The Insufferables Start at the Bottom…of the Hill
The Insufferables — made up of an eclectic bunch of San Franciscans fronted by singer, band leader and Potrero Hill resident Carolyn Crampton — made their Bottom of the Hill debut last summer, and hope that performance set the stage for more involvement in the local music scene. In June the band issued its first compact disc, the extended play, or EP, Fire Bad!, consisting of four songs, including the catchy “Cats Who Drive Cars” and “Whiskey Dreams.” The group is working on a five-song second CD, to be out by the end of the year.
The Insufferables hope to return to Bottom of the Hill, while branching out to other San Francisco hotspots. They played at The Connecticut Yankee on Halloween and at Neck of the Woods in the Richmond District last summer.
The band formed in 2009, with Crampton on guitar and vocals, her longtime friend Gene Michal, a classically trained musician, on guitar, and Keith, 51, who prefers to go by his stage name, Keith Insufferable, helping on vocals. The three later connected with Ram Fenster, 39, on bass, who brought on Melissa Kang, 33, to play drums. The latest iteration of the band has been together since 2011.
“It was all meant to be,” Michal said. Kang, a Southern California transplant, was “tricked” into playing with the group after Fenster invited her a few times to “come and hang out with our band.” She played on a borrowed drum set until her role was solidified.
The September Bottom of the Hill gig was a pinnacle for the group. “It was a great show,” Insufferable said, adding that they were asked to return. He called the performance a “launching pad” for future success. “We definitely wanted to play there,” Fenster added.
The five members practice once or twice a week at the Navy Shipyard in Hunters Point. When not performing or practicing, all members work day jobs. Insufferable is a bartender at the Attic in the Mission. Michal is a bio-medical engineer. Fenster works at a technology company. Kang is in sales for a vision improvement business.
At first the group only did covers. Now their repertoire includes original material, with all of the band members involved in putting together lyrics and music. “We had to find out how to gel,” Insufferable said. The band’s album covers and posters are made by Crampton, an art instructor at Ex’pression College — which has campuses in Emeryville and San Jose — as well as a graphic designer and illustrator, and author of the children’s book, Rabbit Language, or Are You Going to Eat That? She lives on 18th and Arkansas streets.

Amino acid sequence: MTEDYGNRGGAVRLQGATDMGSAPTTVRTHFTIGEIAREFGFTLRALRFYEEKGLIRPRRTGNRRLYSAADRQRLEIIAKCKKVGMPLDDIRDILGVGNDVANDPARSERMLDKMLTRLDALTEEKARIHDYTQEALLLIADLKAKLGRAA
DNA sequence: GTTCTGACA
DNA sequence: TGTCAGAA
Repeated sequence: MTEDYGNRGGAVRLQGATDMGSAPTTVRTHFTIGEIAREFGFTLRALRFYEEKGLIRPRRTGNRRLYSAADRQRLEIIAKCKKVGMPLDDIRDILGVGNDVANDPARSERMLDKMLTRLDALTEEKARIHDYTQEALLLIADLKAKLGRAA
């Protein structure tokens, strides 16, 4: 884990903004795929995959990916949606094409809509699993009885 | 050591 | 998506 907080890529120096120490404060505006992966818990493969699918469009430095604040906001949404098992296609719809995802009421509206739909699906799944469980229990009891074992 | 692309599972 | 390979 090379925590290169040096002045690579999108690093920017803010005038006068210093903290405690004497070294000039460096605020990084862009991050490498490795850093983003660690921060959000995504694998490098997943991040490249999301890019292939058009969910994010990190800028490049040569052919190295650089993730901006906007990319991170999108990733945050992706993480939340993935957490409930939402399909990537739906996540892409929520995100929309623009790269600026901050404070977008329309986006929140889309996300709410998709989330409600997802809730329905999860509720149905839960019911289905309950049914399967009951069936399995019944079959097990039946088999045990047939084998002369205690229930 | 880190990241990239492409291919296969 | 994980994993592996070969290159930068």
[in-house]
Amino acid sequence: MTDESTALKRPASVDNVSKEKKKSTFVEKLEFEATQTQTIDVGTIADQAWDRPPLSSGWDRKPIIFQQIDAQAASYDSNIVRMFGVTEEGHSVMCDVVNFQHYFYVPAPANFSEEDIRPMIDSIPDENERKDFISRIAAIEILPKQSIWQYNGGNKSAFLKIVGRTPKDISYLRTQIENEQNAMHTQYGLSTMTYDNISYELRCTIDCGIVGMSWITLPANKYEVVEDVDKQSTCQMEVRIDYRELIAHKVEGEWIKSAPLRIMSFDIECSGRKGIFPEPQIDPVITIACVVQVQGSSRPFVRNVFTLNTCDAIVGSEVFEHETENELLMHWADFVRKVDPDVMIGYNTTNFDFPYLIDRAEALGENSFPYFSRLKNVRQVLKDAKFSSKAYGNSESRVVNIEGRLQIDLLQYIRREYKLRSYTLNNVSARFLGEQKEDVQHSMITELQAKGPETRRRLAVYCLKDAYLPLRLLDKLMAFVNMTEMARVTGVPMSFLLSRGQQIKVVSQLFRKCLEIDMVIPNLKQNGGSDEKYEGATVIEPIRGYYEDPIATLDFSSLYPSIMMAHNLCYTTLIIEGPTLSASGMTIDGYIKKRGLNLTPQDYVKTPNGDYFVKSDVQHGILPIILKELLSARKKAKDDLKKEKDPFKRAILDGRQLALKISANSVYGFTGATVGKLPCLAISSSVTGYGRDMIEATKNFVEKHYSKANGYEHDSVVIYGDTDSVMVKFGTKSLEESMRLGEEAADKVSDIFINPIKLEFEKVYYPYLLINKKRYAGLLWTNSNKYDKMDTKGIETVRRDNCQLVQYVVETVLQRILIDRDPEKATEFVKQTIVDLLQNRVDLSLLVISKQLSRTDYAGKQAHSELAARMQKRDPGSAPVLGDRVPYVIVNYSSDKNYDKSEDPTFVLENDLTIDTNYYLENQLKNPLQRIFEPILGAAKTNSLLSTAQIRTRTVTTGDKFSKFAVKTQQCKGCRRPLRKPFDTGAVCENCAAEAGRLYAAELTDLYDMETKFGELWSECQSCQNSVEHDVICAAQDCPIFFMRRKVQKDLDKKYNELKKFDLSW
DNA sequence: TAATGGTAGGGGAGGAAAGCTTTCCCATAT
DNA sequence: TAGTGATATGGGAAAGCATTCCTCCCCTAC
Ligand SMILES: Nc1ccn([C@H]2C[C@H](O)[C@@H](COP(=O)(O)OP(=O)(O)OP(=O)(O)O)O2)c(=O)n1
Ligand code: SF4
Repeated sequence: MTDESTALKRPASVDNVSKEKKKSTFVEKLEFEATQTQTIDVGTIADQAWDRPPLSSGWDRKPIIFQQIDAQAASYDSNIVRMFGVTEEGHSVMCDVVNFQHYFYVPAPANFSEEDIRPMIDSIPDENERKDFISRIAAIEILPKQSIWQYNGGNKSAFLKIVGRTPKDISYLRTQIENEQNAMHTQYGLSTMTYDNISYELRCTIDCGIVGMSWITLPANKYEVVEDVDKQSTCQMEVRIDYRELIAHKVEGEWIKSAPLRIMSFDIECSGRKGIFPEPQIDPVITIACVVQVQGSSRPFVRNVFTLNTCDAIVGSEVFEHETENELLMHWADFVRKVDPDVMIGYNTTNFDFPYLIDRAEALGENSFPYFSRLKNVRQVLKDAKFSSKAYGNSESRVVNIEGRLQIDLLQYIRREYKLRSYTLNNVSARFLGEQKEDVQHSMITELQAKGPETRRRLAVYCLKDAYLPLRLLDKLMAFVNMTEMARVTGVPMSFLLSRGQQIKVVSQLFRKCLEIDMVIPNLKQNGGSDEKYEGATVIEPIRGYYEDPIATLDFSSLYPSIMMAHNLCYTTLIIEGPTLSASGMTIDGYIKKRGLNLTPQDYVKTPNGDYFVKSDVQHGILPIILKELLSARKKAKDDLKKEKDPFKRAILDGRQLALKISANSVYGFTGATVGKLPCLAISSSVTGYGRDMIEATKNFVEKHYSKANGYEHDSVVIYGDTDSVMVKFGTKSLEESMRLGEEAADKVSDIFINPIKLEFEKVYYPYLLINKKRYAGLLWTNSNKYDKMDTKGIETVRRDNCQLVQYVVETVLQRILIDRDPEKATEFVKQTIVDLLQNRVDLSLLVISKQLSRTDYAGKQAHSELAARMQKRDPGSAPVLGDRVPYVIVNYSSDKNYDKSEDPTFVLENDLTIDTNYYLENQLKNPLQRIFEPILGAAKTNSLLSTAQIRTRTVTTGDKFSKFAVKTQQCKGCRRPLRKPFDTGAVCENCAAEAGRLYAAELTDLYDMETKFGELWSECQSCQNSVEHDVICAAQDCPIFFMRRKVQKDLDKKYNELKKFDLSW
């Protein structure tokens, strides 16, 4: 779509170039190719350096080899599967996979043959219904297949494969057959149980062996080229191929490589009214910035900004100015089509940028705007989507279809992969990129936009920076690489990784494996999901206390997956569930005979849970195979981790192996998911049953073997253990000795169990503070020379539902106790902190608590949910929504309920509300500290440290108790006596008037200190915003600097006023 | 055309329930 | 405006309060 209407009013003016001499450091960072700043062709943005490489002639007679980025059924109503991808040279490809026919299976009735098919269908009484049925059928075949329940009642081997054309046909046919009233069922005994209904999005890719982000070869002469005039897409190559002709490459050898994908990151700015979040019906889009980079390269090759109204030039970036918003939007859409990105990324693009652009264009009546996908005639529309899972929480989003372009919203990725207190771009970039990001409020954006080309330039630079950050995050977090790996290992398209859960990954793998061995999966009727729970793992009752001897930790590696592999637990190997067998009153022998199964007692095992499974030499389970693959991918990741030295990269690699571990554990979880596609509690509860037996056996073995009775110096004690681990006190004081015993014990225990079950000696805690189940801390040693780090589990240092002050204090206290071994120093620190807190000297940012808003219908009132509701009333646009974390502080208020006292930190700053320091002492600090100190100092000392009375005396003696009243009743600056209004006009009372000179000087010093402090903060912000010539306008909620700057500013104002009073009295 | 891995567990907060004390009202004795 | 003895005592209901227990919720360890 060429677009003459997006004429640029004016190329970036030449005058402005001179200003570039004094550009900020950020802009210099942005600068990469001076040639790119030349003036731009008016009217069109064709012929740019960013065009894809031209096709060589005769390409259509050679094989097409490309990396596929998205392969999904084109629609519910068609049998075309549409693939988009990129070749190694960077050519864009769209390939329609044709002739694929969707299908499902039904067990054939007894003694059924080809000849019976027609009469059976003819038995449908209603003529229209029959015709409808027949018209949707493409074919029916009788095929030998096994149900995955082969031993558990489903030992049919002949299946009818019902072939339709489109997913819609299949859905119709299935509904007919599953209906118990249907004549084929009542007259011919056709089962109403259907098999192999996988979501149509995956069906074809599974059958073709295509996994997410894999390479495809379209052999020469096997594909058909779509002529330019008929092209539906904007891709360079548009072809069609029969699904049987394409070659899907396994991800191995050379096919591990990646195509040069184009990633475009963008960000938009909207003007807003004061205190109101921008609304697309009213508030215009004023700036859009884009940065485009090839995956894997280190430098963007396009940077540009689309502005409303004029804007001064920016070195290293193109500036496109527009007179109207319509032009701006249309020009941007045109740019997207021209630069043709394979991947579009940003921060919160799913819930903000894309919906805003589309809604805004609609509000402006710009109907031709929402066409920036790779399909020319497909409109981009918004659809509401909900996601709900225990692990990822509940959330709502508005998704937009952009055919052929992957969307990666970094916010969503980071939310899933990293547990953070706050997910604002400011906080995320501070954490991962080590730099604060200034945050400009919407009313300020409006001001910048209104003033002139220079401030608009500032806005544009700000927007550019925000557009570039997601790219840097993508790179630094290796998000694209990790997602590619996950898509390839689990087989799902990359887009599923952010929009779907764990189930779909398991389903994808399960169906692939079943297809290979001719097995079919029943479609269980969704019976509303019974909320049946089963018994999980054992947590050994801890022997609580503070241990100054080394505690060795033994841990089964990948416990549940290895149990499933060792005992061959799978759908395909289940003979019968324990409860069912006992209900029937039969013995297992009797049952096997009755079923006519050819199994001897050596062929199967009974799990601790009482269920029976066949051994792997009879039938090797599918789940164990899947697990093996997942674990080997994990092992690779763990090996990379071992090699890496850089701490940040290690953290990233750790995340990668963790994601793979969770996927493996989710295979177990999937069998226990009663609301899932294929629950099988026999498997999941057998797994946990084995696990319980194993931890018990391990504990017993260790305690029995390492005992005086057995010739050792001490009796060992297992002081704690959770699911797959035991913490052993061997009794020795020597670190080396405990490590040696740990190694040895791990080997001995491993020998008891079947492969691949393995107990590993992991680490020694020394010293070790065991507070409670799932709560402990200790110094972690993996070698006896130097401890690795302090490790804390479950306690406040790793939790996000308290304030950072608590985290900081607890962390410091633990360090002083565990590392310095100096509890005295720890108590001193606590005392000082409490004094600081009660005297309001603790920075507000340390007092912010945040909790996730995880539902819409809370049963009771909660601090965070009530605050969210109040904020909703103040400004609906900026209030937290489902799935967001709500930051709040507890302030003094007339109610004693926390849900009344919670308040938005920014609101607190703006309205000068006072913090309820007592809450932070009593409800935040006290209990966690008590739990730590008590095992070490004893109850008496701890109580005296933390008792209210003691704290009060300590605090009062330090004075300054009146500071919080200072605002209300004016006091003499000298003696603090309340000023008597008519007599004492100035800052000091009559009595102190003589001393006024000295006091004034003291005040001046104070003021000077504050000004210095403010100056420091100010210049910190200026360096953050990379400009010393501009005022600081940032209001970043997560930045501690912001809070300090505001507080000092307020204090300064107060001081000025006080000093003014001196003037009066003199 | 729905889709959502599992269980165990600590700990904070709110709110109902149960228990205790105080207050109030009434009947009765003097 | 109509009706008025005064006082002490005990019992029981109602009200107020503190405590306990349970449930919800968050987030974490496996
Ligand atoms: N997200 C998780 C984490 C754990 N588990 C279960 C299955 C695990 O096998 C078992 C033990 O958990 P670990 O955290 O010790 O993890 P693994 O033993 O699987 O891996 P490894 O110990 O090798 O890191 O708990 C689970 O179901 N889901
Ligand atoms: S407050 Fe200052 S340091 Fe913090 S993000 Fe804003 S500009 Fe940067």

“We do it because we love it,” Insufferable said. “It’d be great if we made some money, but it’s so much fun.” The band has grown together over the years; now when they perform we “get in the zone,” Michal said. The members, who vary in age, also come from different musical backgrounds. Michal, with his training, contrasts with Insufferable, who found his voice on his own. Crampton has punk rock experience, performing with the Varve and Profalactics in Colorado before coming to the Bay Area. She said being in collaborative all-women bands involved lots of intense discussions, which was good preparation for her latest group.
“We’re kind of the iPod shuffle of bands,” Insufferable said, when asked to describe their sound. Fenster said he labels their music as indie rock with a retro sound, but they’re not a punk band even if they do cover punk songs occasionally.
“Some of our stuff is crunchy, others is jangly,” Michal said.
“If you don’t like one song, you’re going to like the next,” Insufferable added.
According to Michal, many of their songs are story-like and word heavy, but the music has meaning that may not be apparent to the average listener. Many aren’t “politically correct,” but nothing too offensive makes it onto any of the tracks.
The origin of the band’s name has a layer of fuzziness to it. Michal and Crampton claim they invented it to be ironic. Despite differences amongst the members, the group gets along well, with only the occasional spat or moments of friction.
The group reflected on memorable moments since coalescing. Insufferable remembered playing at the Red Devil Lounge on Polk Street, when at one point he realized “we were happy and having fun.” Michal said there was a moment when they were recording their EP tracks at Ex’pression College when he realized how special it was that this assortment of people had come together to make music. “There’s nothing else that has that kind of thing as playing together in an ensemble.” He advised artists to not lose sight of why they play.
Ram recounted a dinner at Michal’s house with all the members and recognizing that these bonds were why he had joined a band. Crampton said a poignant moment was when Michal played at Kang’s wedding in 2012, with the entire band in attendance. Kang noted that it would have been unlikely for the members to become friends if not for the music, which “brings us together,” like a family, however clichО she thinks that sounds. Michal said the band has grown and improved over the past two years, and that the many practice sessions together are critical. “We wouldn’t have been as good if we practiced alone,” he said.
The group is looking to do a Southern California tour in the near future, and wants to put together a music video for one of their songs. They have dreams of performing at such San Francisco locales as the Makeout Room and CafО Du Nord. In the meantime they’re continuing to practice, record and perform at smaller gigs.
To hear some of the band’s music and get more information: insufferables.com
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